I have a confession to make. I missed out on Steel Fury when it was released. As I remember it there were a few tank titles released at the same time, and they all seemed to blend into one homogenous blob for me, with all their perceived faults and failings blending together. But it is so much better than I imagined.
I go back to Panzer Elite, which was the best PC tank game, at least of World War Two vintage, out there. It had some huge failings of its own, but when it worked as it could it did provide some fantastic moments. I will never forget rolling along the route of train tracks exiting a village in North Africa and squinting through binoculars into the distance, trying to establish what on earth the blocks were that I could see. Of course those blocks turned out to be advancing Shermans, and a tank battle quickly ensued.
Steel Fury will give you those same moments. That's not to say it's perfect, because it's far from it. It's not quite the tank sim that I have had in mind for the last ten years. But the very fact that the developers have made it so awkward, so interface heavy, that shows that when they developed the title they wanted to create a vehicle for that sort of internal storytelling.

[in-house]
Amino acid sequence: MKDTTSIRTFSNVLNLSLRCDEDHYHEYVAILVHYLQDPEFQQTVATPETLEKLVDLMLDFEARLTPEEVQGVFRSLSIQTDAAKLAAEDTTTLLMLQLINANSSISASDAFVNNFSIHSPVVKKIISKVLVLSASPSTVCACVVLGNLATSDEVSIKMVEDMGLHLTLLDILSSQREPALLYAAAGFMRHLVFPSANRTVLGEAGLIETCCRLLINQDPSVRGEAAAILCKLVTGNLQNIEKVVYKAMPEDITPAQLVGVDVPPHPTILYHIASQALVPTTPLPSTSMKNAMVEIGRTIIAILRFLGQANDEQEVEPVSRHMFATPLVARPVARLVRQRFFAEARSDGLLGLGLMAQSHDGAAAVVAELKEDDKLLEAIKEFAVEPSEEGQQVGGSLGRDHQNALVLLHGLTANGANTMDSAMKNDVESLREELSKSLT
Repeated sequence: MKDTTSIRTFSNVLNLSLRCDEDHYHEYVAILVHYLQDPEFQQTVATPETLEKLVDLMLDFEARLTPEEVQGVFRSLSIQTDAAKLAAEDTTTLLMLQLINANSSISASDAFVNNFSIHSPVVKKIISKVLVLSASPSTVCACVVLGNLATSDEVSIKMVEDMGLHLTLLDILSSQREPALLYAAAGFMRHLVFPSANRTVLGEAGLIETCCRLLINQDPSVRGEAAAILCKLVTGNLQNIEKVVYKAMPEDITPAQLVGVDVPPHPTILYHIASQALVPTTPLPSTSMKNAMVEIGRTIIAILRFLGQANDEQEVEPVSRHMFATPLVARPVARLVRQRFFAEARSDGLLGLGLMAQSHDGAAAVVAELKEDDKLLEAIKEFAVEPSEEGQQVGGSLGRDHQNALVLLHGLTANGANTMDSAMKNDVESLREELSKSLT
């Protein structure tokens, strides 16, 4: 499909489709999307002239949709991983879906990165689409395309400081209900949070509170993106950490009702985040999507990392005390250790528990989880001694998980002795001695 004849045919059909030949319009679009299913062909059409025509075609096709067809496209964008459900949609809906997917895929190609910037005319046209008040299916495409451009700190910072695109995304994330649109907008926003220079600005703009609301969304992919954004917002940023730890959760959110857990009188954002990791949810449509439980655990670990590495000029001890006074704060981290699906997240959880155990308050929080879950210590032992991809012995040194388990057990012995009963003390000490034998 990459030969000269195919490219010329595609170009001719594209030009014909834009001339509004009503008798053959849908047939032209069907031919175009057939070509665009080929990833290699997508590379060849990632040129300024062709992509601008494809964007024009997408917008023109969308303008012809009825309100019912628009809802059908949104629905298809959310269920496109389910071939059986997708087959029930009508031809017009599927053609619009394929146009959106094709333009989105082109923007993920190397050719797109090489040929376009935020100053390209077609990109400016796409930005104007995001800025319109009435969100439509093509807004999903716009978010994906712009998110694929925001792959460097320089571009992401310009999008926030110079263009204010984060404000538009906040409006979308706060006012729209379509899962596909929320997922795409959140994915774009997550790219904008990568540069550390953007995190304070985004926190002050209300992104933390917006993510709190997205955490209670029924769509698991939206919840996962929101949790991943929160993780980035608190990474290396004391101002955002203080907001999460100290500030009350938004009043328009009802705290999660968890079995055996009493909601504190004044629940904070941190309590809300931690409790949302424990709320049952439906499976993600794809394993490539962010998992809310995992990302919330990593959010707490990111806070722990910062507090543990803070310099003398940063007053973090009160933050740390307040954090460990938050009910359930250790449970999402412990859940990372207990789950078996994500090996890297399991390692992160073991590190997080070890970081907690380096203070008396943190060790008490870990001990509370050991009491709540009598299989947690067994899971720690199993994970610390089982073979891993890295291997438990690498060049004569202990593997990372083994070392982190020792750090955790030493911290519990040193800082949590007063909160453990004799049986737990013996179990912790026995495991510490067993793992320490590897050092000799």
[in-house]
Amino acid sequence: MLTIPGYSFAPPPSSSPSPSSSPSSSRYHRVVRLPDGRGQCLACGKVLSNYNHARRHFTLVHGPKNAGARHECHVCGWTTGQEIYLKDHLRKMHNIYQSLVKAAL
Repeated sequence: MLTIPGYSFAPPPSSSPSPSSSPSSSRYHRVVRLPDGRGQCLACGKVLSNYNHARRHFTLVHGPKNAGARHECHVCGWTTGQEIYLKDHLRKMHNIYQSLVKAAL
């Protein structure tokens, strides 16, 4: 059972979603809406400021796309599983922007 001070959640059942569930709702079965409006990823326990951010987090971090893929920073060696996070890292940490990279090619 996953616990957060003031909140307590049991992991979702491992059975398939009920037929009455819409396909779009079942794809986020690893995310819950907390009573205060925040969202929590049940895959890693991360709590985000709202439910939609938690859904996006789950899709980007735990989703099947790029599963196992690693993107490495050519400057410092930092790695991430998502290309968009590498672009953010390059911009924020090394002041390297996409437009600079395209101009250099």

And when battle is joined, the sense of being blind inside the tank, the dependence on not just other tanks, but crucially the infantry, which is quite well developed, to close with and defeat the enemy, that tension, the uncertainty, all of those things contribute to simulate the basics of what it must have been like to have been inside one of those steel boxes with orders to go forward, seize objectives and win the battle.
In this opening campaign I'm taking part in Operation Fridericus, under the famed General von Paulus.